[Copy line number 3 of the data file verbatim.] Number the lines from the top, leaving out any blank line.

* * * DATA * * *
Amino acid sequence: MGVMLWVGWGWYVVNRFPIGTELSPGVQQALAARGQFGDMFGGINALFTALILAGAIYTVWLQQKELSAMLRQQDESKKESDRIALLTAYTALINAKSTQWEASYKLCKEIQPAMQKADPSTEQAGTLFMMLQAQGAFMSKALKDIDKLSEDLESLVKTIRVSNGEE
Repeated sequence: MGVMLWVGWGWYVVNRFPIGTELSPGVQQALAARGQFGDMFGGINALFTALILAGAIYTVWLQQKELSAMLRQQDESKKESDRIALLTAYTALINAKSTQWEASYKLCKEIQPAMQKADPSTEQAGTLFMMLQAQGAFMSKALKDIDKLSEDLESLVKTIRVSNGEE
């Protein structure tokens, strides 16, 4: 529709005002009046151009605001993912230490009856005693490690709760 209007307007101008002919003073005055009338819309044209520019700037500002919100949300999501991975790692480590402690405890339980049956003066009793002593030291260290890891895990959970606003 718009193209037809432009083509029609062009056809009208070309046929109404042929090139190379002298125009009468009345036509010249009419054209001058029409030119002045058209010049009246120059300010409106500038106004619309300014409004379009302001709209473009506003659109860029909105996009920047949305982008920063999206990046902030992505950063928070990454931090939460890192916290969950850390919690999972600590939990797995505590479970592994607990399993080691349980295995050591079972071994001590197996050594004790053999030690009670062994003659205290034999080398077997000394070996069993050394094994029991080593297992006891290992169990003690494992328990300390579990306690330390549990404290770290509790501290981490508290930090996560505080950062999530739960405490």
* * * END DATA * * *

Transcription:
């Protein structure tokens, strides 16, 4: 529709005002009046151009605001993912230490009856005693490690709760 209007307007101008002919003073005055009338819309044209520019700037500002919100949300999501991975790692480590402690405890339980049956003066009793002593030291260290890891895990959970606003 718009193209037809432009083509029609062009056809009208070309046929109404042929090139190379002298125009009468009345036509010249009419054209001058029409030119002045058209010049009246120059300010409106500038106004619309300014409004379009302001709209473009506003659109860029909105996009920047949305982008920063999206990046902030992505950063928070990454931090939460890192916290969950850390919690999972600590939990797995505590479970592994607990399993080691349980295995050591079972071994001590197996050594004790053999030690009670062994003659205290034999080398077997000394070996069993050394094994029991080593297992006891290992169990003690494992328990300390579990306690330390549990404290770290509790501290981490508290930090996560505080950062999530739960405490």